At the expense of the shell-shocked Packers, a Seahawks team that has learned to believe in itself no matter what enjoyed its finest hour yet with this comeback -- the biggest in NFC title game history, spearheaded by the first quarterback in NFL history to throw four or more interceptions in a championship game and actually win. (The only other quarterback to do it in professional football history was George Blanda, who threw five picks for the 1961 Houston Oilers in the American Football League's 1961 title game, a 10-3 win over the San Diego Chargers.) Wilson finished Sunday with 14 completions in 29 attempts for 209 yards, those four interceptions and that one magical touchdown, one week after he had the best third-down playoff performance of any quarterback in the last 10 years against the Panthers: 8-for-8 on third down for 199 yards and three touchdowns. On this day, Wilson couldn't buy a touchdown with all the money he's going to get in his new contract this offseason ... until it was absolutely crucial, and until a defense that had its way with him all day was suddenly lost in a fog.
In other words, you have to go deep into the recesses of history to come up with anything as weird as this.
As for the emotion shown by Wilson, that was more about the meaning than the rarity of the moment.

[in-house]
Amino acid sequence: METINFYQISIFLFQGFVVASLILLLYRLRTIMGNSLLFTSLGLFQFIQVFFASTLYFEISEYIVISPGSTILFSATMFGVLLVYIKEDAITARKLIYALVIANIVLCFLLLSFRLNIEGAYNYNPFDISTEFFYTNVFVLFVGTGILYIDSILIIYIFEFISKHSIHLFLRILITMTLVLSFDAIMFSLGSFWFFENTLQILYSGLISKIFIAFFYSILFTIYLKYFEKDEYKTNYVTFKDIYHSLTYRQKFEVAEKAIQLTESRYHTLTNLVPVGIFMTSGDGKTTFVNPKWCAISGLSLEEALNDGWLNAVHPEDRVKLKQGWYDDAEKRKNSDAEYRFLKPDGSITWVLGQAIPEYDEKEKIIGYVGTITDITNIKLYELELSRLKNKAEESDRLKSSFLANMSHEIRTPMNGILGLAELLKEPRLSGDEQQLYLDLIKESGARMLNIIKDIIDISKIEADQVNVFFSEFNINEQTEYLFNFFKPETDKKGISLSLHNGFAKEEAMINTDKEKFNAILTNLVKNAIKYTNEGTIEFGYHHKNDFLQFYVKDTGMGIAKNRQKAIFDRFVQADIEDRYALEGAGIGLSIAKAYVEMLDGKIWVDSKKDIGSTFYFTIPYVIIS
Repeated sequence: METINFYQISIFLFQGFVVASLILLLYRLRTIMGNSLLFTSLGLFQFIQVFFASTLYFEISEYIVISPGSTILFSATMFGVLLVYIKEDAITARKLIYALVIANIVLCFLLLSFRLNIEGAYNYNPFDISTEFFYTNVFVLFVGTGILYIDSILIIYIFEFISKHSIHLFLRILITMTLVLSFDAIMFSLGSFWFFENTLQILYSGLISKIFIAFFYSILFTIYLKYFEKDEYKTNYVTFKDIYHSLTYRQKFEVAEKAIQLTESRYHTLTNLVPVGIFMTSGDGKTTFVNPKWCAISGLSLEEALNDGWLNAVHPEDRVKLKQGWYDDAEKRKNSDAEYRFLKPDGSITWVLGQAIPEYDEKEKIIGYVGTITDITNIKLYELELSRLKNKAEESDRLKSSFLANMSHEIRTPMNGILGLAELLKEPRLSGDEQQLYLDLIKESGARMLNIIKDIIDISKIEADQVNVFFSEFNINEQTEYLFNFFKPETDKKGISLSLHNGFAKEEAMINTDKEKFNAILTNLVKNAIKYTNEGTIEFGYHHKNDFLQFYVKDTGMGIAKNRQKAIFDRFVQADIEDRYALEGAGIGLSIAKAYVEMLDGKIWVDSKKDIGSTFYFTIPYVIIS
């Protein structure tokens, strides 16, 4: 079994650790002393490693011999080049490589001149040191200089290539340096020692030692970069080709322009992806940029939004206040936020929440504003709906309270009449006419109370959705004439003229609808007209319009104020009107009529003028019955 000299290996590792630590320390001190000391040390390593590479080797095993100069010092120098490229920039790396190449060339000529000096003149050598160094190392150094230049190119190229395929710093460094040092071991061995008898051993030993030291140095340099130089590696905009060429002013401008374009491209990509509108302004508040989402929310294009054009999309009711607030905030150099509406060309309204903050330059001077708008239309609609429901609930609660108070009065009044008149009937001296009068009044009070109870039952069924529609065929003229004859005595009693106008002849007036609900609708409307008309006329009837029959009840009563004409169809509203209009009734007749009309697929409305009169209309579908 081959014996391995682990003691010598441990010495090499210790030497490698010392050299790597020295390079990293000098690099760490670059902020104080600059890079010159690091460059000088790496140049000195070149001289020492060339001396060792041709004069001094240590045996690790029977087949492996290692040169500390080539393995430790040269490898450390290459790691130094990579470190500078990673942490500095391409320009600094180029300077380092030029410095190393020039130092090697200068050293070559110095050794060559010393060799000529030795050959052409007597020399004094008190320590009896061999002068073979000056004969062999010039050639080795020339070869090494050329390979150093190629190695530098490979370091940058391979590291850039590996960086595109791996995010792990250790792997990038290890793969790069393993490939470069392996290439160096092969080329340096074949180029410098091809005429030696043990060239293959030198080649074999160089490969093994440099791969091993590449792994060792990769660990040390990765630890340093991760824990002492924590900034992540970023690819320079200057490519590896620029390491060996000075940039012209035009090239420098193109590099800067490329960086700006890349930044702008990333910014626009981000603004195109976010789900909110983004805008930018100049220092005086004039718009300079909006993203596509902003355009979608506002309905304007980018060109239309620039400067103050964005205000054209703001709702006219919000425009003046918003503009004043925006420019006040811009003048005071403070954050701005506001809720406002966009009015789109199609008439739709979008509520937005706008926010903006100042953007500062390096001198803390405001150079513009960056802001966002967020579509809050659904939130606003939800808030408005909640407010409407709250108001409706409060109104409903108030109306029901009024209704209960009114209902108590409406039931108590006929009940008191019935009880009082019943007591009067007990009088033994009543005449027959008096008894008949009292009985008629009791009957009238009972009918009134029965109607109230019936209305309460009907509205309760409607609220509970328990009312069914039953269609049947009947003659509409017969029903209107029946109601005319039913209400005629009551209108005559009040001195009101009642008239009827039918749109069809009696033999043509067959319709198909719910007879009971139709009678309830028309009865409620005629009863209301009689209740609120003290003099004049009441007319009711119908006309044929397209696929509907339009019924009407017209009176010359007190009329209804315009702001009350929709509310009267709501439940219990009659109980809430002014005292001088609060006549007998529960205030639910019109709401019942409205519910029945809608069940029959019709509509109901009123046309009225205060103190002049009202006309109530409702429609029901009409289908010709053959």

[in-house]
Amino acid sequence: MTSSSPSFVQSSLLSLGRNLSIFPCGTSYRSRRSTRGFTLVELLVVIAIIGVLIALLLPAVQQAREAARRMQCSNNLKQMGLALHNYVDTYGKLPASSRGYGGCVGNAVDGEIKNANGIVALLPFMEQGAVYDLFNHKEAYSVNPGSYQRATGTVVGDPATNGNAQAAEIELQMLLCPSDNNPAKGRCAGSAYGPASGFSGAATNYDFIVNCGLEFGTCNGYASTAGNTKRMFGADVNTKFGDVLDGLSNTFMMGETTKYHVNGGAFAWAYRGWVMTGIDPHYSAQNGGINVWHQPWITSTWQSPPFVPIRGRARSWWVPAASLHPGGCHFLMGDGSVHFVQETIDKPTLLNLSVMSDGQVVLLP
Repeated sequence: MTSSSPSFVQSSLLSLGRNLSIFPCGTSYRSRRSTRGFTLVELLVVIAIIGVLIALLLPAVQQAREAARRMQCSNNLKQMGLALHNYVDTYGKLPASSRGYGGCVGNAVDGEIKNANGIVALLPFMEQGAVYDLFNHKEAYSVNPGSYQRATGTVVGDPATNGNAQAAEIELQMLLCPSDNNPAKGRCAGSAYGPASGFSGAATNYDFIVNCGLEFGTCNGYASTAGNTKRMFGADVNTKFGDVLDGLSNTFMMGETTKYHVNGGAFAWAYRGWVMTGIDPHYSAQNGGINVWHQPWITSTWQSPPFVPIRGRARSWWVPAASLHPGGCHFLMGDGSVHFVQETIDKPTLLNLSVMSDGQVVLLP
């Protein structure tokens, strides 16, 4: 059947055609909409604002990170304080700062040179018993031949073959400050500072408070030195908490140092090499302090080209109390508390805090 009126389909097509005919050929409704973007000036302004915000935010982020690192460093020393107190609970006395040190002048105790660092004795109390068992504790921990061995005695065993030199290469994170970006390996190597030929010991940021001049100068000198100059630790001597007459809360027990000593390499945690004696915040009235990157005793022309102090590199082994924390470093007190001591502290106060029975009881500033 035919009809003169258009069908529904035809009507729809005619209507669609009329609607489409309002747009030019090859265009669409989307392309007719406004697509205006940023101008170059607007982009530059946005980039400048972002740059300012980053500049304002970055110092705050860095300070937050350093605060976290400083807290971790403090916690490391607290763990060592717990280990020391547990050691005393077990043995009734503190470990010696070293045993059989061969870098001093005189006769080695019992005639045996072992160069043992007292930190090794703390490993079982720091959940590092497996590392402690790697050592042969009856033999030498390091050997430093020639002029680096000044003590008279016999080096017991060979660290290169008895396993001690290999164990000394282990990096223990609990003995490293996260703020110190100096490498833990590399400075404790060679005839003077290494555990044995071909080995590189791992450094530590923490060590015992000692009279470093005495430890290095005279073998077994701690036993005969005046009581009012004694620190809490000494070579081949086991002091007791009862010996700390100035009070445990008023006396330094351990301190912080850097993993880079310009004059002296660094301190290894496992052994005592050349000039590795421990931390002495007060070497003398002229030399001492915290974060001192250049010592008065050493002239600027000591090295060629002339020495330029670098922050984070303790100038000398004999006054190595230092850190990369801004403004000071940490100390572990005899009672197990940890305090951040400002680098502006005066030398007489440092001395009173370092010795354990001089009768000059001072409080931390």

"I'm usually pretty calm, but going through that game, and going through the ups and downs of it -- a lot of downs," Wilson said. "More so than normal. But just staying the course, and continuing to believe in the guys I have around me, and continuing to believe in the playcalling. Coach [offensive coordinator Darrell] Bevell called a great game, and we just weren't making the plays for some reason, and having four turnovers by me, that's tough. But at the same time, I just never doubted our guys. When I hit that touchdown, the funny thing is that I told coach Bevell on the sideline right when we won the [overtime] coin toss, 'I'm gonna hit Kearse for a touchdown.'
"But thinking about that game, and going through the ups and downs of life, winning the Super Bowl last year and people doubting what we could do -- it was just an emotional time."